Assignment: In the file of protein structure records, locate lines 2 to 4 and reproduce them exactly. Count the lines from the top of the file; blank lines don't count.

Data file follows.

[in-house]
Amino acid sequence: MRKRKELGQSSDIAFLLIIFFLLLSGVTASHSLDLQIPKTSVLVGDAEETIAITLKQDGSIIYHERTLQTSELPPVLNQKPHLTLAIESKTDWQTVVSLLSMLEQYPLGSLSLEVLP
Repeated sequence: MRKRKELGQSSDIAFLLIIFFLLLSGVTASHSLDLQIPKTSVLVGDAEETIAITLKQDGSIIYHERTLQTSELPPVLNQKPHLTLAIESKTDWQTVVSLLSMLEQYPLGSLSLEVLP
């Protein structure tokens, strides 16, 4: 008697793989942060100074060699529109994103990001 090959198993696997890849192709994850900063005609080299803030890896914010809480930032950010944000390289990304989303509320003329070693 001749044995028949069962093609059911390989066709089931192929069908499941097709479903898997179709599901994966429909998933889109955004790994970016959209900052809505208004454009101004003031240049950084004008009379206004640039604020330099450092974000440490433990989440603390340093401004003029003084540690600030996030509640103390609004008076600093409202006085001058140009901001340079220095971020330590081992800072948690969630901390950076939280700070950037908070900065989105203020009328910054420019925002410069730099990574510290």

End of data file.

Amino acid sequence: MRKRKELGQSSDIAFLLIIFFLLLSGVTASHSLDLQIPKTSVLVGDAEETIAITLKQDGSIIYHERTLQTSELPPVLNQKPHLTLAIESKTDWQTVVSLLSMLEQYPLGSLSLEVLP
Repeated sequence: MRKRKELGQSSDIAFLLIIFFLLLSGVTASHSLDLQIPKTSVLVGDAEETIAITLKQDGSIIYHERTLQTSELPPVLNQKPHLTLAIESKTDWQTVVSLLSMLEQYPLGSLSLEVLP
């Protein structure tokens, strides 16, 4: 008697793989942060100074060699529109994103990001 090959198993696997890849192709994850900063005609080299803030890896914010809480930032950010944000390289990304989303509320003329070693 001749044995028949069962093609059911390989066709089931192929069908499941097709479903898997179709599901994966429909998933889109955004790994970016959209900052809505208004454009101004003031240049950084004008009379206004640039604020330099450092974000440490433990989440603390340093401004003029003084540690600030996030509640103390609004008076600093409202006085001058140009901001340079220095971020330590081992800072948690969630901390950076939280700070950037908070900065989105203020009328910054420019925002410069730099990574510290």